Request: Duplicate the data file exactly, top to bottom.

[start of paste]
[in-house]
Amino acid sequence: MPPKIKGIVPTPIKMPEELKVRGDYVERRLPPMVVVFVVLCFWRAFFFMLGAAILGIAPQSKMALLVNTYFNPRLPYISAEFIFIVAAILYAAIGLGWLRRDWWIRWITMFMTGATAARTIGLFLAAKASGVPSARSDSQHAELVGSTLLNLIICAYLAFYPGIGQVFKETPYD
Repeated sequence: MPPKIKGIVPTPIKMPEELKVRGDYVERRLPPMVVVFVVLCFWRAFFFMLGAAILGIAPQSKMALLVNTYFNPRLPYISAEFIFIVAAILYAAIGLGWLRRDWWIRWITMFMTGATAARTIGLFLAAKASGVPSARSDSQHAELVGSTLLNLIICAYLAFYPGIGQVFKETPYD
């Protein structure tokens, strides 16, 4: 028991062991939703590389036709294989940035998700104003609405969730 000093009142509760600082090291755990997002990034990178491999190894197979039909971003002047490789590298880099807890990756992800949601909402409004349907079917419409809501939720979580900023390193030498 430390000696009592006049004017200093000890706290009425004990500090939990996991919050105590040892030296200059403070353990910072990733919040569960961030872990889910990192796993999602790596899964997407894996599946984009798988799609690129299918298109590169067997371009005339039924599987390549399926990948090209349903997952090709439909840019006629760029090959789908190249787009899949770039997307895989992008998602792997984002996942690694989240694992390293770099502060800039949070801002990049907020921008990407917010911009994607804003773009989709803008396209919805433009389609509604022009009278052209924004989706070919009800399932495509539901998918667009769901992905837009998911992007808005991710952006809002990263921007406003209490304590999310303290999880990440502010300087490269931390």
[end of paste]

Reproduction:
[in-house]
Amino acid sequence: MPPKIKGIVPTPIKMPEELKVRGDYVERRLPPMVVVFVVLCFWRAFFFMLGAAILGIAPQSKMALLVNTYFNPRLPYISAEFIFIVAAILYAAIGLGWLRRDWWIRWITMFMTGATAARTIGLFLAAKASGVPSARSDSQHAELVGSTLLNLIICAYLAFYPGIGQVFKETPYD
Repeated sequence: MPPKIKGIVPTPIKMPEELKVRGDYVERRLPPMVVVFVVLCFWRAFFFMLGAAILGIAPQSKMALLVNTYFNPRLPYISAEFIFIVAAILYAAIGLGWLRRDWWIRWITMFMTGATAARTIGLFLAAKASGVPSARSDSQHAELVGSTLLNLIICAYLAFYPGIGQVFKETPYD
């Protein structure tokens, strides 16, 4: 028991062991939703590389036709294989940035998700104003609405969730 000093009142509760600082090291755990997002990034990178491999190894197979039909971003002047490789590298880099807890990756992800949601909402409004349907079917419409809501939720979580900023390193030498 430390000696009592006049004017200093000890706290009425004990500090939990996991919050105590040892030296200059403070353990910072990733919040569960961030872990889910990192796993999602790596899964997407894996599946984009798988799609690129299918298109590169067997371009005339039924599987390549399926990948090209349903997952090709439909840019006629760029090959789908190249787009899949770039997307895989992008998602792997984002996942690694989240694992390293770099502060800039949070801002990049907020921008990407917010911009994607804003773009989709803008396209919805433009389609509604022009009278052209924004989706070919009800399932495509539901998918667009769901992905837009998911992007808005991710952006809002990263921007406003209490304590999310303290999880990440502010300087490269931390």